As the Sacramento legislature debates SB 32 to formally extend the state’s greenhouse gas reduction targets to 2030, a big piece of the political puzzle is the cap-and-trade program. Namely, will the Air Resources Board have authority to continue the program beyond 2020?
There are a number of scenarios at play:
- The ideal situation, for boosters of the program, is that the legislature approves SB 32 with a two-thirds majority, which inoculates the program from any court challenges that it’s a “tax” or “fee” that requires a two-thirds vote under voter-approved amendments to the state’s constitution.
- Barring that (which seems unlikely this year but could happen next year if an anti-Trump “wave” sweeps away some of the legislators friendly to the oil and gas industry), the next option is to pass the 2030 goals with cap-and-trade via a majority vote. Arguably, the program is neither a tax or fee and therefore only requires a majority vote to enact. But a court would have to decide that outcome. So more uncertainty would result regardless.
- The third option is to simply carry on as usual under AB 32 authority, which the Air Resources Board is currently doing. As my colleague Cara Horowitz at UCLA Law has described, there is a pretty solid argument that AB 32 provides all the authority that the Air Resources Board needs to continue the program beyond 2020, particularly with Governor Brown’s executive order to that effect. But that approach too will almost certainly require a court to sanction, leading to more uncertainty in the coming years.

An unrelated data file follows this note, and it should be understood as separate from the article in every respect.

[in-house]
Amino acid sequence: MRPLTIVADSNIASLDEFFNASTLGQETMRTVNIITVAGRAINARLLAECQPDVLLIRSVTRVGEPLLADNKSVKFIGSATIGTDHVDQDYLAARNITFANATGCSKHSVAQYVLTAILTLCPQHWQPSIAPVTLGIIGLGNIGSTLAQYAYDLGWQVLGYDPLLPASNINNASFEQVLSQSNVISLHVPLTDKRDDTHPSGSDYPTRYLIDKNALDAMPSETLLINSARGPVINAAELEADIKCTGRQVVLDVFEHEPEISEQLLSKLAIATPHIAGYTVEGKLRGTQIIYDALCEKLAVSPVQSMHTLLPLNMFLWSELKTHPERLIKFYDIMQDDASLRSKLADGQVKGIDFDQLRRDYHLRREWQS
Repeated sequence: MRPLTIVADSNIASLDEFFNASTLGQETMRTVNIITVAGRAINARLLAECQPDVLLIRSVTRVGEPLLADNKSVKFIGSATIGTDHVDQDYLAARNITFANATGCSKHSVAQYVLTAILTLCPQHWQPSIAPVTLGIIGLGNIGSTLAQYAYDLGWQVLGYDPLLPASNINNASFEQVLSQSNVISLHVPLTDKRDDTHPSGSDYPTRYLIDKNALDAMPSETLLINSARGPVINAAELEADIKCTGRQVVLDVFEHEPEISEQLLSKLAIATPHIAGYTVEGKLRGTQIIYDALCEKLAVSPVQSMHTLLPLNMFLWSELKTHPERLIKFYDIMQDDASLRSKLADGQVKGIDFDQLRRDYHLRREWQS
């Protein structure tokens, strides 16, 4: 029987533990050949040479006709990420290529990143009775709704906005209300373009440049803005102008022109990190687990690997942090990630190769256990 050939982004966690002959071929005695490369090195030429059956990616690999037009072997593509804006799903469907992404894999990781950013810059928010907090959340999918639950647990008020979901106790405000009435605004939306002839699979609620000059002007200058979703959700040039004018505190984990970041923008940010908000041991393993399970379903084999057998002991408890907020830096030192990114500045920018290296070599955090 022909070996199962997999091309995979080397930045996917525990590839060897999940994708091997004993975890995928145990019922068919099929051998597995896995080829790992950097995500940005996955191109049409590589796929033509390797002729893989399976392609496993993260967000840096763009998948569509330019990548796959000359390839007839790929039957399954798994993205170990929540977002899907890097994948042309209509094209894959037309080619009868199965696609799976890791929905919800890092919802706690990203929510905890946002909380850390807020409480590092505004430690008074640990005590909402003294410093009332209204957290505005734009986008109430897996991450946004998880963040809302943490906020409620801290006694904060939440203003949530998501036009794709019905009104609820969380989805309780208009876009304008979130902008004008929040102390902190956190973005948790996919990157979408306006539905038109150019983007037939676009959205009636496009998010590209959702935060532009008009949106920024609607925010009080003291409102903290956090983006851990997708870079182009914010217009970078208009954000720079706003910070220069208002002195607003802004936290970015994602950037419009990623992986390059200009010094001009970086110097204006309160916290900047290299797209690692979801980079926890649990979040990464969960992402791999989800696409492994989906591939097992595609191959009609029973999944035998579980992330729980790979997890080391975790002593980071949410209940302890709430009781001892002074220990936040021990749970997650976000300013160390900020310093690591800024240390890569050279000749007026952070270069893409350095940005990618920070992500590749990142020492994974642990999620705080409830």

The final alternative, from a political standpoint, is to pass SB 32 on a majority vote, giving the Air Resources Board authority to issue command-and-control regulations to limit emissions from the oil and gas sectors. Presumably, the industry would much prefer a market-based approach to command-and-control, which would bring them back to the table with their legislative allies to re-authorize cap-and-trade beyond 2020. But who knows. And there’s also the wild card of the governor placing a 2018 ballot measure before the voters on the issue.
One thing for sure: if the legislature does not resolve the situation soon, it will likely fall to the courts to decide.